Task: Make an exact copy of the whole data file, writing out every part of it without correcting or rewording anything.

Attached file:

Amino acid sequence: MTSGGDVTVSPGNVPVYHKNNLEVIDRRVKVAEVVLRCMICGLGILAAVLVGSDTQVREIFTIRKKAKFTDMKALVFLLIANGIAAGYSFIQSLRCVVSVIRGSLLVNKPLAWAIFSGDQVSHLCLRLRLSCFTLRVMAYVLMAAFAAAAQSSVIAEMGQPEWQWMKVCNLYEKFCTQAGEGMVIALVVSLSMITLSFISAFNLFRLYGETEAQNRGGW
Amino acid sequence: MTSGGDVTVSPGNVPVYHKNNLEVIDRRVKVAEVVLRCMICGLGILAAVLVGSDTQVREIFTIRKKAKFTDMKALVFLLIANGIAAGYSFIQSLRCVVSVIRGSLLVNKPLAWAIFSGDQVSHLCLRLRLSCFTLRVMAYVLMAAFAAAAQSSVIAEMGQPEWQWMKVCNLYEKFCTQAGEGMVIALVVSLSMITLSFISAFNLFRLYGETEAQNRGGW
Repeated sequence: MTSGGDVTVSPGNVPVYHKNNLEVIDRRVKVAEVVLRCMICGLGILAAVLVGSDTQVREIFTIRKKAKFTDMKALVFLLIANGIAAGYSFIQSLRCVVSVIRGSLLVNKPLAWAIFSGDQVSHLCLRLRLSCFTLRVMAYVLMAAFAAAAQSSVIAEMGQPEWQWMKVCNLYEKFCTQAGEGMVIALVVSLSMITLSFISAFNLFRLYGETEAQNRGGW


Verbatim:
Amino acid sequence: MTSGGDVTVSPGNVPVYHKNNLEVIDRRVKVAEVVLRCMICGLGILAAVLVGSDTQVREIFTIRKKAKFTDMKALVFLLIANGIAAGYSFIQSLRCVVSVIRGSLLVNKPLAWAIFSGDQVSHLCLRLRLSCFTLRVMAYVLMAAFAAAAQSSVIAEMGQPEWQWMKVCNLYEKFCTQAGEGMVIALVVSLSMITLSFISAFNLFRLYGETEAQNRGGW
Amino acid sequence: MTSGGDVTVSPGNVPVYHKNNLEVIDRRVKVAEVVLRCMICGLGILAAVLVGSDTQVREIFTIRKKAKFTDMKALVFLLIANGIAAGYSFIQSLRCVVSVIRGSLLVNKPLAWAIFSGDQVSHLCLRLRLSCFTLRVMAYVLMAAFAAAAQSSVIAEMGQPEWQWMKVCNLYEKFCTQAGEGMVIALVVSLSMITLSFISAFNLFRLYGETEAQNRGGW
Repeated sequence: MTSGGDVTVSPGNVPVYHKNNLEVIDRRVKVAEVVLRCMICGLGILAAVLVGSDTQVREIFTIRKKAKFTDMKALVFLLIANGIAAGYSFIQSLRCVVSVIRGSLLVNKPLAWAIFSGDQVSHLCLRLRLSCFTLRVMAYVLMAAFAAAAQSSVIAEMGQPEWQWMKVCNLYEKFCTQAGEGMVIALVVSLSMITLSFISAFNLFRLYGETEAQNRGGW